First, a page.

It might all be serious and contemplative, but it won’t be quiet. Over the course of the summer, the pavilion will host a series of concerts – including performances by jazz drummer Moses Boyd and the London Oratory Choir, who will be doing some Gregorian chanting, apparently – as well as tea ceremonies and clay workshops.

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  • Things to do
  • City Life

The confusingly named ‘Warner Bros Studio Tour London - The Making of Harry Potter’ in Watford lets fans walk among sets used in the films. Now you can actually step into Professor Sprout’s greenhouse. Visitors will get the chance to mess around with a potted Mandrake and experience the Great Hall to the Frog Choir scene as seen in ‘Harry Potter and the Prisoner of Azkaban’. 

  • Film

When the sun’s out and the weather’s at its summery best, hiding away in a dark, stuffy room isn’t the most appealing option. Thank god then, for outdoor cinemas letting us get our film fix under the stars and with a sweet summer breeze in our hair.

London is home to some brilliant alfresco movie spots, which will be popping up all over the city in 2022, everywhere from docks and parks to rooftops and manicured gardens. Here’s a list of our favourites. 

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  • Theatre
  • Comedy
  • South Bank

Richard Bean’s farce ‘One Man, Two Guvnors’ was one of the National Theatre’s biggest ever hits, so it’s no surprise he’s loosely adapting another historical comedy for the theatre’s massive Olivier mainstage. Based on 1775 Richard Brinsley Sheridan’s ‘The Rivals’, ’Jack Absolute Flies Again’ follows competing suitors who are after fashionable lady Lydia Languish's hand in marriage. Bean and Chris’s vigorous rewrite sets the action during WWII, when fighter pilot Jack woos a young heiress. 

  • Art
  • Mayfair

Peter Saul is gross. He’s weird and violent and nasty and strange and surreal and, most of all, he’s brilliant. The American painter has been pushing his melty Pop art satirical aggression for decades, and despite being almost in his 90s, no one comes close. His new paintings here are the same old Saul, but that’s exactly what you want.  Saul is a special painter, and getting lost in his Bizarro World take on Pop is a trip we should all get to take.

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  • Music
  • Music

The Strand institution is bringing back its outdoor gig series after two years. The line-up for the 11-day 2022 edition looks absolutely mega. Brit Award Best Newcomer winner Londoner Arlo Parks is performing hits from her poetic, soulful and excellent debut album ‘Collapsed in Sunbeams’. Catchy Canadian songstress Carly Rae Jepsen will be bringing her effervescent pop to London for the occasion. Angular Bristolians Squid will be twitching their tentacles. And on a (hopefully sunny) Saturday evening to remember, multi-platinum US singer-songwriter John Legend will be taking to London’s most scenic stage.

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  • Theatre
  • Immersive
  • Chalk Farm

Made by the team behind ‘Doctor Who: Time Fracture’, ‘Peaky Blinders: The Rise’ is a new immersive theatre show that’ll enable you to join forces with Thomas Shelby and gang as they aim to take over Camden Town. If ‘Time Fracture’ is anything to go by it’ll be a big fun, low-peril night that will surely feature some sort of pre-recorded cameos from Ciaran Murphy et al.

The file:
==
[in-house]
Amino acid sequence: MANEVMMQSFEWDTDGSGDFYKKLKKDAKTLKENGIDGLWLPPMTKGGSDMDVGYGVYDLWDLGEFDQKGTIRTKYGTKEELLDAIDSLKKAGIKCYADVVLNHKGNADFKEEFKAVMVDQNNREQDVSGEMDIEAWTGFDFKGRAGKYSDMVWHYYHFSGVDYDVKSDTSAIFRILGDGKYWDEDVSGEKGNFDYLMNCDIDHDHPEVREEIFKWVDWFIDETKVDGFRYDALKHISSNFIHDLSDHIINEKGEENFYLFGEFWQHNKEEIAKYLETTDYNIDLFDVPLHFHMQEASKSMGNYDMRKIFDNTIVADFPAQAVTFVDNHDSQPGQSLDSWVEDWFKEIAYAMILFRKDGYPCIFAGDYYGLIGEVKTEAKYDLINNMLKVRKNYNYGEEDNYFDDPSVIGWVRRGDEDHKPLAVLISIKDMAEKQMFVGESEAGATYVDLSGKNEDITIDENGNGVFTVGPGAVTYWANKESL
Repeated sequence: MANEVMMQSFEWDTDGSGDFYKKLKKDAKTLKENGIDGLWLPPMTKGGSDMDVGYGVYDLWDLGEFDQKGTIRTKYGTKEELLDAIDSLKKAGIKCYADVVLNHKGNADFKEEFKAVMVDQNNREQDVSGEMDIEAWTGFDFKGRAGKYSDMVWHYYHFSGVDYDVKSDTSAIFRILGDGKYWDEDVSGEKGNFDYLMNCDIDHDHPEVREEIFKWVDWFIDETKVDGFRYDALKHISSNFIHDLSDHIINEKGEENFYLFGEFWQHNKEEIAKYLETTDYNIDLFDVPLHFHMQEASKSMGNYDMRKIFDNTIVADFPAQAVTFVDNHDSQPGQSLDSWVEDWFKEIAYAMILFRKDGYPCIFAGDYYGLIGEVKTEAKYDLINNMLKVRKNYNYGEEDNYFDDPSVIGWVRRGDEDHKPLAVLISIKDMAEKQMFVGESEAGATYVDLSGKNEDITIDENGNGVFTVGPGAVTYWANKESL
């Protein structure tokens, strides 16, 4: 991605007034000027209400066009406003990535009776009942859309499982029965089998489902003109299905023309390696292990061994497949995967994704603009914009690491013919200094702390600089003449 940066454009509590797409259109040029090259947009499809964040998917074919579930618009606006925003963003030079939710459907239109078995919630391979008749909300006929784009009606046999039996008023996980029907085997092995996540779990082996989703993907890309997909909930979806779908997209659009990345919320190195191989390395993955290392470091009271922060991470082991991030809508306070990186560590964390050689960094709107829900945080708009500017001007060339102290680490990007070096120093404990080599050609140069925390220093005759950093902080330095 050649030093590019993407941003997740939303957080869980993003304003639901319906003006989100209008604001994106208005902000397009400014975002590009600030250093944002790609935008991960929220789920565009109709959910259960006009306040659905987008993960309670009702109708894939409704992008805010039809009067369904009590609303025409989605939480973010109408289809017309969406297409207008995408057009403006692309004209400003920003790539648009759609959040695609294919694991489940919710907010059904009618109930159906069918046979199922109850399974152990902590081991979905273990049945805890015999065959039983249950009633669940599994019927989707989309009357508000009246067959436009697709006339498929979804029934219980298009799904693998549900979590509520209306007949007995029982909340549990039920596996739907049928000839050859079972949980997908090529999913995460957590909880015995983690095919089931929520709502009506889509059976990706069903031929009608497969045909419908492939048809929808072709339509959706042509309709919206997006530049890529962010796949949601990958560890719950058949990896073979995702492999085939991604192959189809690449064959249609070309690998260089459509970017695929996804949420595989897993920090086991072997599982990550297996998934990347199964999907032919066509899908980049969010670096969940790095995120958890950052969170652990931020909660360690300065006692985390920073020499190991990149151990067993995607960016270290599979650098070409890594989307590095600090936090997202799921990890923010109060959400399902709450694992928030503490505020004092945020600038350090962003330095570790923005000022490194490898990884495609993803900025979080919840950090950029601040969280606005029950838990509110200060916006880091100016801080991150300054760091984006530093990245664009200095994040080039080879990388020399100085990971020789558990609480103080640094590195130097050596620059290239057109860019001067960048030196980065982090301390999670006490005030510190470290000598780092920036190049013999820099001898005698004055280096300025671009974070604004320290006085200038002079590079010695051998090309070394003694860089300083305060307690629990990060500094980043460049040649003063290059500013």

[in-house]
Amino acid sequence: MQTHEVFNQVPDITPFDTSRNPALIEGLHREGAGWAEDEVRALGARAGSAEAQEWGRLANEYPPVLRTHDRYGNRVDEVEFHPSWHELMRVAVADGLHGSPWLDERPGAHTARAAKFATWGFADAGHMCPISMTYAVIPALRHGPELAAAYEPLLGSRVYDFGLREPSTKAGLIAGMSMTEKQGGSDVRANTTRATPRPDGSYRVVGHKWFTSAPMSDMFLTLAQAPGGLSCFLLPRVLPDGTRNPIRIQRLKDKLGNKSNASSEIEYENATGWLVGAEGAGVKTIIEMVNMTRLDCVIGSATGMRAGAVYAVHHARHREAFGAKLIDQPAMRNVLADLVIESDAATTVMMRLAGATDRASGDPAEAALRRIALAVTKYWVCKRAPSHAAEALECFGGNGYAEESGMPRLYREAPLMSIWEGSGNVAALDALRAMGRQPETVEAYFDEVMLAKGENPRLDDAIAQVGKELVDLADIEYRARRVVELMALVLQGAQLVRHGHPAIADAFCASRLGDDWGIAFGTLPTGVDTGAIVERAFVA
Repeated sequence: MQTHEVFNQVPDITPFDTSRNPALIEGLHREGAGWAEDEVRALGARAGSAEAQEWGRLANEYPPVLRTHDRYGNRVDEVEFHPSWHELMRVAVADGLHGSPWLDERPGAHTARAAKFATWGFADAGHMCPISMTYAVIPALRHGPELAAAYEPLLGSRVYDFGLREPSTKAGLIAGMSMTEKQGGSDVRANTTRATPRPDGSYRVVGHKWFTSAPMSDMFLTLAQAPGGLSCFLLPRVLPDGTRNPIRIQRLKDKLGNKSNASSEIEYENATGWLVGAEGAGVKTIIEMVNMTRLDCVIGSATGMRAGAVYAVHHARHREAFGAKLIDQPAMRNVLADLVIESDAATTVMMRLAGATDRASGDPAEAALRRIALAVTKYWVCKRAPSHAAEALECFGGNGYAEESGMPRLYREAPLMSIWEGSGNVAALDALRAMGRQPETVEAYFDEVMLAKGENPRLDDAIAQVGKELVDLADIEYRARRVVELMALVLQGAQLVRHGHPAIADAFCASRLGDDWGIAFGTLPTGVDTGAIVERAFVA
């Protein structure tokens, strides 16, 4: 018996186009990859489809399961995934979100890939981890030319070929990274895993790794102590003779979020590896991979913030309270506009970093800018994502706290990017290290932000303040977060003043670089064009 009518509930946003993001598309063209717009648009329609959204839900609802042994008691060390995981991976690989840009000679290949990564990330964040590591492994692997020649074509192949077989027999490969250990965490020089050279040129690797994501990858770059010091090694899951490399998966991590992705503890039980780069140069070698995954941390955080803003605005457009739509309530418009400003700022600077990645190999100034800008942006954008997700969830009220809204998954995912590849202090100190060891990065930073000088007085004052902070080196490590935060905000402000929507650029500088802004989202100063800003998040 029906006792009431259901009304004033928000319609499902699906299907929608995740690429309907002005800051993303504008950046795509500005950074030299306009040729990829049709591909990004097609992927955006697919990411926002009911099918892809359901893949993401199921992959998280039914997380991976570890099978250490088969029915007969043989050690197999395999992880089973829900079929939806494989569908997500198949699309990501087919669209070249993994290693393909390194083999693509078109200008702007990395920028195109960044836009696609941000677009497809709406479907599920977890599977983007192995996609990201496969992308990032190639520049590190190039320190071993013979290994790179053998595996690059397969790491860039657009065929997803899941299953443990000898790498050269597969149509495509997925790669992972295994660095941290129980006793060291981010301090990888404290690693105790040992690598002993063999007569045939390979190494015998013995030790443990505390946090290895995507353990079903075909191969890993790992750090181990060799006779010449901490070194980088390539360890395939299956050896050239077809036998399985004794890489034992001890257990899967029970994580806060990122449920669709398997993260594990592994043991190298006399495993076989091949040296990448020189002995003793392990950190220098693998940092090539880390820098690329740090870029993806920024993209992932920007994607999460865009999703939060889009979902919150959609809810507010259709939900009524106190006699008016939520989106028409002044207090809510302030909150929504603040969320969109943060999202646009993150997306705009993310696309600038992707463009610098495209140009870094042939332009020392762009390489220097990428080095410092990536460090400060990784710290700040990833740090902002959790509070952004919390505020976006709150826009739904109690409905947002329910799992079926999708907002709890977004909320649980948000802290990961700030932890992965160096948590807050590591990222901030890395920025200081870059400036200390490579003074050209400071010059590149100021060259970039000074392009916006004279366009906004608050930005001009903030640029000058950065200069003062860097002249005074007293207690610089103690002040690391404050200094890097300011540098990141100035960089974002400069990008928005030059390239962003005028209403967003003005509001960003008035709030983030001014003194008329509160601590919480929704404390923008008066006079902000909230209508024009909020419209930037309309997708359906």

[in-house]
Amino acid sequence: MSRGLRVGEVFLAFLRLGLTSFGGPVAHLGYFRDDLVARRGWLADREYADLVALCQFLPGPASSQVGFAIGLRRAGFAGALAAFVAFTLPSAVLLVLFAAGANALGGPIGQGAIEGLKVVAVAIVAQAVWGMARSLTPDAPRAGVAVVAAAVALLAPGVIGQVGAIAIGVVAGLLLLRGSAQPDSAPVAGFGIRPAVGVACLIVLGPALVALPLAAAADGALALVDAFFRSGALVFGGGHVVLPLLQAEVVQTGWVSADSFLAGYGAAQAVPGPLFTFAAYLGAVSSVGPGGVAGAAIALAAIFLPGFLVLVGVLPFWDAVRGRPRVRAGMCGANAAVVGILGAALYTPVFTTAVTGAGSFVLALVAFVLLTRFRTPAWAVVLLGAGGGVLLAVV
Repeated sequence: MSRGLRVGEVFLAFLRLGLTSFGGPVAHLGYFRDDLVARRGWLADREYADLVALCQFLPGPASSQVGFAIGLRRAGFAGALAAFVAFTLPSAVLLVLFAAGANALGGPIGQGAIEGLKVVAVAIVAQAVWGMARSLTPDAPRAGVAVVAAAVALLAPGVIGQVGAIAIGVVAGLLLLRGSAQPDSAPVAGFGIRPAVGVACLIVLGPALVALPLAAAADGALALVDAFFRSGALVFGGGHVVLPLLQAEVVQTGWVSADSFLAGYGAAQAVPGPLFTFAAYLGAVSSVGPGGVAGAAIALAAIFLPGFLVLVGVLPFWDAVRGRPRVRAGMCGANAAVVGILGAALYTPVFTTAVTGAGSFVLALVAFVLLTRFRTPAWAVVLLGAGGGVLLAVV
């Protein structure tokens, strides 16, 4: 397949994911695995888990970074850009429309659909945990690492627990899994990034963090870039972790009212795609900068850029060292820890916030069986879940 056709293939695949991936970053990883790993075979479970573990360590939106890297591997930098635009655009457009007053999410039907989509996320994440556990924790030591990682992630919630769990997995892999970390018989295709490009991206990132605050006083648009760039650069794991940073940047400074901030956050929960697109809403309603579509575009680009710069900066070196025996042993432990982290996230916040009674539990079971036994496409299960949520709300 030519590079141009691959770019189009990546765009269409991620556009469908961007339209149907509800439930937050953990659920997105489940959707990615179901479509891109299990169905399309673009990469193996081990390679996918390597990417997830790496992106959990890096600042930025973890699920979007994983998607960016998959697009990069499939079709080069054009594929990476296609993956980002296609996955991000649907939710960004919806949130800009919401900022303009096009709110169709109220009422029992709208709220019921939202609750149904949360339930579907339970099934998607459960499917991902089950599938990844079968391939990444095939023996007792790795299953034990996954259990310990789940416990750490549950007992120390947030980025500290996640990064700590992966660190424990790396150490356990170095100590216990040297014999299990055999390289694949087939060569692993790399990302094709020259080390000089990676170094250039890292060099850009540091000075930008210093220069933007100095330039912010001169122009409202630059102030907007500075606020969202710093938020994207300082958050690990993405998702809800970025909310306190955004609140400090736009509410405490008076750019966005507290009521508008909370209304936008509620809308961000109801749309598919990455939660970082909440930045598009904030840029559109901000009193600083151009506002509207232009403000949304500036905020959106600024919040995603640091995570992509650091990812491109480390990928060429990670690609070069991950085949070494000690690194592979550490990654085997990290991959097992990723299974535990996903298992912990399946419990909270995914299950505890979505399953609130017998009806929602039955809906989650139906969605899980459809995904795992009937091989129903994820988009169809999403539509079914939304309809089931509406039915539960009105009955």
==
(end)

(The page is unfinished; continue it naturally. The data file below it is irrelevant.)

• Things to do

It’s going to be very very hot indeed this week. So, there’s no better time to cool off in one of London’s brilliant outdoor swimming pools. Here’s a list of our favourite alfresco bathing spots, however, our desire to paddle around under a sunny sky does mean that it’s important to book ahead if you want your open-air swim fix. So no rocking up to try your luck. 

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  • Theatre
  • Musicals
  • Soho

Moved from Alexandra Palace, an all-female indie rock line-up is taking over the London Palladium for this extra-special gig at an iconic London venue. Connie Constance and Nadine Shah will take to the stage before the legendary singer-poet Patti Smith, aka the ‘Godmother of Punk’, fills the stage with unconventional and unapologetic rock. 

  • Theatre
  • Drama
  • Leicester Square

‘The Seagull’ flies again! The Jamie Lloyd Company’s production of Chekhov’s masterpiece marks the West End debut of Emilia Clarke, who’ll be trading in dragon riding for the role of vain young actress Nina in Chekhov’s great play in a version by Anya Reiss (presumably the same one that played at Southwark Playhouse in 2012, starring a young Lily James). 

 

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  • Art
  • Trafalgar Square

Rumour has it that one of the greatest quotes in history – ‘good artists borrow, great artists steal’ – was first attributed to none other than twentieth-century master Pablo Picasso. It’s a believable attribution, because Pablo loved a good bit of artistic theft, as evidenced by this show pitting Jean-Auguste-Dominique Ingres’s ‘Madame Moitessier’ from 1856 against Pablo’s ‘Woman with a Book’ from 1932. It’s a small, free show, but a brilliant chance to see artistic inspiration (and burglary) at work. 

 

  • Art
  • King’s Cross

These days, writing in gold is as easy as popping into Paperchase and buying a glitter pen. But in the years before, writing with gold actually meant something – it carried a heavy symbolic weight. To prove it, the basement of the British Library has been filled with gold-drenched manuscripts from around the world, in multiple languages, telling countless stories. The gold still glistens, it still shines on the page, meaning that all of these stories still feel somehow alive, after all these years.

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  • Art
  • Barbican

The Barbican Curve becomes a space for meditation on the ecological future of our planet in this experiential new group exhibition. Artists from around the world have been brought together to show work about the earth, including crockery made for animals, an immersive soil experience, plankton noise, fashion made out of living cells, and a chance to experience ‘tree time’. 

  • Art
  • Aldwych

Anguish, pain and melancholy are flooding through the rooms of the Courtauld. It’s what you’d expect from a show of work by the man who painted ‘The Scream’ – probably the most famous image of angst in history – but it still packs an emotional punch. 

Edvard Munch is Norway’s great modern artist, a radical figure who dedicated his life to painting emotion like the Impressionists painted light. This collection of early works starts off sedately enough, but soon light is swapped for shadow, daytime for midnight and we see all the Munch tropes: the long, thick swooping outlines, the sunken cheeks, the pallid skin. Come for the torment, the anguish, the darkness, you big emo, and there’s plenty of it.